He's 5 yards away from Johnson at the time of the catch.


1st Down Pass Play #12  

Um 1/10 at Um20 Harris, J. post pass complete to Johnson, A. for 31 yards to the FS49, 1ST DOWN UM, clock 11:51.

This play is all on Jamie Robinson.  Jenijie has outside leverage, sticks with Johnson for the most part, and Robinson is blowing the play by biting on the play-fake.  Jenijie really plays this perfectly, but Robinson is so far out of position.  I circled Robinson in Red and Jenijie in Yellow.


Robinson should be where the Seminole head is, and instead he is 12 yards out of position.  Notice that Jenijie (someone who is taking way too much heat) is running even with the reciever and expects Robinson to be there.  


1st Down Pass # 13  

1/10 at Fs29 Harris, J. flag pass complete to Epps, D. for 27 yards to the FS2, 1ST DOWN UM, out-of-bounds (Robinson, J;Mangum, K), clock 04:36.

No video of this one.  Just know that Mangum got burnt, but the QB had 5 full seconds to throw the ball and nobody came close to touching him.  Want to get mad at a DB?  Unload on Mangum, not Jenijie.  

1st Down Pass # 14

This is a play-action pass the Miami's guy falls down an FSU brings a lot of pressure, on FSU's goal line.

1st Down pass # 15

29-yard post to Benjamin, Jenijie has coverage, but Mangum is no help over the middle (where he should be), and the linebackers bite hard on play-action, giving Harris a huge window to throw into.  Blame Jenijie if you want the easy way out, but blame Mangum if you understand the play.  

1st Down Pass # 16

This was a screen pass that Nigel Bradham recognized and blew up immediately.  Great play.

1st Down Pass Play # 17

Miami splits their tailback/kick returner out wide.  FSU responds by focering him with their MIDDLE LINEBACKER, with zero safety help over the top.  That is a huge, huge, inexcuseable mismatch.  This is one of the dumbest things Mickey Andrews has ever done in a game.  


Seriously, Cooper beat him by 12 yards for the touchdown.  Mickey has to give these guys a check to a zone coverage if they see this look.  His failure to prepare these players is a joke.  


1st Down Pass Play # 18

1/10 at Um41 Harris, J. middle pass complete to James, J. for 7 yards to the UM48 (Carr, N), clock 03:50.  A simple Texas/Angle route from the runner.  Miami ran this earlier in hte game and missed the throw, but against FSU's coverage schemes, thgis play will be open all of the time.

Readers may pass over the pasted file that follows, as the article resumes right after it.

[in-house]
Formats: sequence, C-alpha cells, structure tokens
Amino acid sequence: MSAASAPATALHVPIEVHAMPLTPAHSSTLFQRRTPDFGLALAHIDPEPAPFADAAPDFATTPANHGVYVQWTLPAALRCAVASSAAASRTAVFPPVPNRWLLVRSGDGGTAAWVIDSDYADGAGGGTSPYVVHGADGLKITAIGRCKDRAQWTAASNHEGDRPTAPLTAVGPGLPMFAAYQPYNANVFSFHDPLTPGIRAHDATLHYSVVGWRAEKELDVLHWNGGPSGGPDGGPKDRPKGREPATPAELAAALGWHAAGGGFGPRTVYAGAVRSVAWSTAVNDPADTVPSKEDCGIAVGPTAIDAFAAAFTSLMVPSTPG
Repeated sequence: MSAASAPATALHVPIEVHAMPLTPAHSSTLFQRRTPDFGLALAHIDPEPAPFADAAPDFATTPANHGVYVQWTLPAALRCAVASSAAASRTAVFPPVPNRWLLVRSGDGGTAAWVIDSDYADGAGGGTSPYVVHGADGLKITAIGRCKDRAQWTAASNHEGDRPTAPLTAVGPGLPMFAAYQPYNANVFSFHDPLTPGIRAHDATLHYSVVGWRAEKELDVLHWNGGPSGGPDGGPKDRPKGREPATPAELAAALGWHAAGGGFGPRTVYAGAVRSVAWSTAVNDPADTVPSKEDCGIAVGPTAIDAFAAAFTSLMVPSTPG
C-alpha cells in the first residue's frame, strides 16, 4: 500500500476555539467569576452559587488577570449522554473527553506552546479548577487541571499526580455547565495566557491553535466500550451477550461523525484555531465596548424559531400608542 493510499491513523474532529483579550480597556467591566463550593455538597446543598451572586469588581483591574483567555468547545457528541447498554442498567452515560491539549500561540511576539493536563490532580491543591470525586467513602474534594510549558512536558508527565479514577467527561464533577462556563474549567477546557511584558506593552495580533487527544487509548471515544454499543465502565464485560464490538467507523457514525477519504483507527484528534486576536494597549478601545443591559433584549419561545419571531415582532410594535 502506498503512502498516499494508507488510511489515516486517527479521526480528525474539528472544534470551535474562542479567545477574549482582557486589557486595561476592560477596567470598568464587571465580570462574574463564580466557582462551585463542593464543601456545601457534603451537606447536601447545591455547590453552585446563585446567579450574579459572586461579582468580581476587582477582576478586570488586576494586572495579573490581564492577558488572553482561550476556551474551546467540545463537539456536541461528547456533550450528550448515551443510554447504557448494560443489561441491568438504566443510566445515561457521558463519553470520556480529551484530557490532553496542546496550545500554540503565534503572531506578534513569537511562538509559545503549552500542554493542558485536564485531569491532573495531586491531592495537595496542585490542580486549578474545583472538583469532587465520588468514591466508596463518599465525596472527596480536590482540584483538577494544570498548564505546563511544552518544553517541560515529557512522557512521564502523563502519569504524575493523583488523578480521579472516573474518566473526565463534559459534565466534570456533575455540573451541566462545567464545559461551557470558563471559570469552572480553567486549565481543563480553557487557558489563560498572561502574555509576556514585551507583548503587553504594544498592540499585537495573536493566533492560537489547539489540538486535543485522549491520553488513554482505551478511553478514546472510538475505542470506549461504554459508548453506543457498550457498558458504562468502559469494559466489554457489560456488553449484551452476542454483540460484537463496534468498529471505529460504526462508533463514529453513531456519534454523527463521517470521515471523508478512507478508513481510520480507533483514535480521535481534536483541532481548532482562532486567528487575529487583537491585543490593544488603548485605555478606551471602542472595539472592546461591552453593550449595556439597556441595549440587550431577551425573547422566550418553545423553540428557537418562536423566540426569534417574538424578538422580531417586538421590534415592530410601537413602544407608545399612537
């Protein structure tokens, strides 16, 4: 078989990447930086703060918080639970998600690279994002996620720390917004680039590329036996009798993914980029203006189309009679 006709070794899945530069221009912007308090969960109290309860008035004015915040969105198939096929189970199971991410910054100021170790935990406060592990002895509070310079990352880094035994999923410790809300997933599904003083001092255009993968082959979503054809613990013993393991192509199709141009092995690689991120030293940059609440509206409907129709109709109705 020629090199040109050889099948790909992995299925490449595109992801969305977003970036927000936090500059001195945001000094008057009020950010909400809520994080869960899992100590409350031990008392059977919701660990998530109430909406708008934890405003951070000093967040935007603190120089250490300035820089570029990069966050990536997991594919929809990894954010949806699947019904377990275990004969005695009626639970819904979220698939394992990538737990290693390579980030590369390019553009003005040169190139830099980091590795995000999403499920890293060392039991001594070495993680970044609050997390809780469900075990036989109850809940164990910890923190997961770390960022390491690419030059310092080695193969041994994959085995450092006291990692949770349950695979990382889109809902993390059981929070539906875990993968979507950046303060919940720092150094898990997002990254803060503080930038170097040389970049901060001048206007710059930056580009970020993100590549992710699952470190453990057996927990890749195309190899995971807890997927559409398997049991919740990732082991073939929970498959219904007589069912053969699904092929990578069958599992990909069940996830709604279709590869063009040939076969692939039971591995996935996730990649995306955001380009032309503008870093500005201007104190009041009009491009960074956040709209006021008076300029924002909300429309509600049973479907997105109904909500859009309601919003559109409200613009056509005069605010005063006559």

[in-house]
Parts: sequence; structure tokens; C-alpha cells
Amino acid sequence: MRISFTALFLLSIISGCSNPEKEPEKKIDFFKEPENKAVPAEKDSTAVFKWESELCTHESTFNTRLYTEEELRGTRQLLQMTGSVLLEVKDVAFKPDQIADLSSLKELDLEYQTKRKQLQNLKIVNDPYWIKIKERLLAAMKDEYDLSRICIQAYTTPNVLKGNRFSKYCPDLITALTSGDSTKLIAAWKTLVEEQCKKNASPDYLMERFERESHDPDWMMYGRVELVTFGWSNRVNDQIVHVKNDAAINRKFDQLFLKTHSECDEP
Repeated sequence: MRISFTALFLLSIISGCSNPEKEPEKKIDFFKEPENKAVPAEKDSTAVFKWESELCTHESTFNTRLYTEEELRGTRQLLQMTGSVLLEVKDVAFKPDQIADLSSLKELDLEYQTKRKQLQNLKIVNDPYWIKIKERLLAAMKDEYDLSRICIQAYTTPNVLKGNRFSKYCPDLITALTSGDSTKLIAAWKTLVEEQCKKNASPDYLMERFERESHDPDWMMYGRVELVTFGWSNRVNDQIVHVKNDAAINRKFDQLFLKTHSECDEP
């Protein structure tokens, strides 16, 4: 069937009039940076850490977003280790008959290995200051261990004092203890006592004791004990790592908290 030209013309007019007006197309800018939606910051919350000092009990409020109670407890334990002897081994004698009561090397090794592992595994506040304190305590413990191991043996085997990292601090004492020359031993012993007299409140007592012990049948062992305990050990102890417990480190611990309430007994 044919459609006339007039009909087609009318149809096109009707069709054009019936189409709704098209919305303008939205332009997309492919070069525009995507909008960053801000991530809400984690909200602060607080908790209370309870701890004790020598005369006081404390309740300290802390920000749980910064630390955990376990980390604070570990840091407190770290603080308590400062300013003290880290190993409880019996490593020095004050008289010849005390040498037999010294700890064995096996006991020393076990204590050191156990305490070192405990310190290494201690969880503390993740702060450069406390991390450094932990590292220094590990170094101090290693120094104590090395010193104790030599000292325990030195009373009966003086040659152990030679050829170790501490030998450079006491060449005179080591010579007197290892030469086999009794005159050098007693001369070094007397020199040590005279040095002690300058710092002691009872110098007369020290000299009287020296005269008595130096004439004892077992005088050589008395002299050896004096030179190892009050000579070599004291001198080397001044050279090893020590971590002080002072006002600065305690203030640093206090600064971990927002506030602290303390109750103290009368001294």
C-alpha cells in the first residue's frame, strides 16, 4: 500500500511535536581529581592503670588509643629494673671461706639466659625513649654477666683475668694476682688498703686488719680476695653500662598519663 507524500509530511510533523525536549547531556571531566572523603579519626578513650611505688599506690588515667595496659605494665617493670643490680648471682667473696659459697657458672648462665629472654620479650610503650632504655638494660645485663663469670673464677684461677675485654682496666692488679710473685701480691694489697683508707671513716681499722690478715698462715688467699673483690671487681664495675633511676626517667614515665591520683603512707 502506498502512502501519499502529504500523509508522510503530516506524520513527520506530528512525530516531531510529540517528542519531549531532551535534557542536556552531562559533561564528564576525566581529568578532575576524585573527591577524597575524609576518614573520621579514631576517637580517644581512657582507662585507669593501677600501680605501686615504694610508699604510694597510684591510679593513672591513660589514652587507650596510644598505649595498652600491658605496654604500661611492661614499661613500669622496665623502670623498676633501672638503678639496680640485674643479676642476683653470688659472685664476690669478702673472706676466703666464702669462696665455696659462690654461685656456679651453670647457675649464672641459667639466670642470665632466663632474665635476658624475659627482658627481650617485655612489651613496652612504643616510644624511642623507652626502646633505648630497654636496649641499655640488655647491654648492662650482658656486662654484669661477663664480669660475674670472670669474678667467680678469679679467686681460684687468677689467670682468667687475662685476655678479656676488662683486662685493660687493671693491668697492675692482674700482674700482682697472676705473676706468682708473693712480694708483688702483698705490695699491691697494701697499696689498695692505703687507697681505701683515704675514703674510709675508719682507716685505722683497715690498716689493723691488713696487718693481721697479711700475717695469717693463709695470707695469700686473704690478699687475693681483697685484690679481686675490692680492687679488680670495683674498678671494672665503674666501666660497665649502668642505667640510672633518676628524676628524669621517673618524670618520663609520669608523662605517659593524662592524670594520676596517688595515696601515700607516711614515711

1st Down Pass Play # 19

1/10 at Fs48 Harris, J. middle pass complete to Hankerson, L. for 5 yards to the FS43, out-of-bounds (Reid, G), clock 02:32.  This is a crossing route and I am not sure who was supposed to cover him.  No pressure on the QB again, but it was a very quick pass.  Greg Reid nice tackle after sucessfully covering his man.


So Why?

Why did FSU’s defense play so poorly?  First, FSU’s run defense was awful in 2008:

Coming into this game, the ‘Noles were very concerned with stopping Miami’s running game. Their alignment showed their concern, and Miami did a nice job to recognize FSU’s plan. When FSU geared up to stop the run, Miami threw the ball.

But the bigger problem than FSU selling out to stop the run was their complete lack of a pass rush. In the Tomahawk Nation Preview, we discussed how FSU’s recruiting problems in 2006 and 2007 might hurt the ‘Noles as the defensive coaches did a poor job of recruiting in those years and as a result, FSU would be forced to rely on freshmen and sophomores along the defensive line. Florida State was only able to pressure Harris when they brought big blitzes, which exposed their secondary. You saw evidence of that on 3rd down where FSU had two interceptions and their lone sack. But on first down, FSU did not blitz. Miami’s offensive line easily held their own against Florida State’s defensive line and Harris had all the time in the world to sit in the pocket, go through all of his reads and deliver an accurate ball– usually to a wide open receiver. While FSU’s secondary will receive a lot of the blame, that analysis is shortsighted. The ‘Nole defensive backs didn’t play well, but there isn’t a secondary in college football that can cover for six or seven seconds, and unfortunately for ‘Nole fans, that is exactly what they were forced to do. Give Miami a lot of credit for going into Tallahassee and grabbing the win, but Florida State’s defensive coaches set this current defense up for failure through their actions in 2006 and 2007, and exacerbated those problems by failing to make adjustments throughout the game.


What now?  A few conclusions:


  • Bench Korey Mangum.  He is truly terrible, not likely to get better, and as a Senior, will not be around next year.  Luckily for the Noles, Mangum's arm is in a sling and Nick Moody will be the starter tomorrow against Jacksonville State (preview coming tomorrow).  Moody is far from perfect and it will be interesting to see how the freshman plays.  FSU needs to use him in a specific way.
  • Don't bench Jenijie yet.  Everyone wants Greg Reid, and Reid made some great plays, but he made them free-lancing.  Thay works in a Nickel package with help over the top, but to be the #2 corner his primary responsibility is just to stick with his man, something Jenijie already did pretty well, and something Greg has not shown he can do yet.  Andrews is right when he says "Reid is trying to do too much.  There's a difference between playing inside with help and outside on the island."  Reid will be a phenomenal corner in time, but seeing that our next 3 opponents all play the spread, and 3+ corners will be needed, leaving Greg in the Nickel slot makes the most sense.  Allow him to free-lance without subjecting the team to disaster.  
  • None of our DB's will look good without a pass rush.
  • Patrick Robinson had great coverage on almost every one of Miami's pass plays.  His tackling, however, was poor.  
  • Jamie Robinson showed good range, but did blow two crucial assignments.
  • It's clear how much the defense heard about their troubles with the run.  They bit on play-action harder than I've ever seen them bite.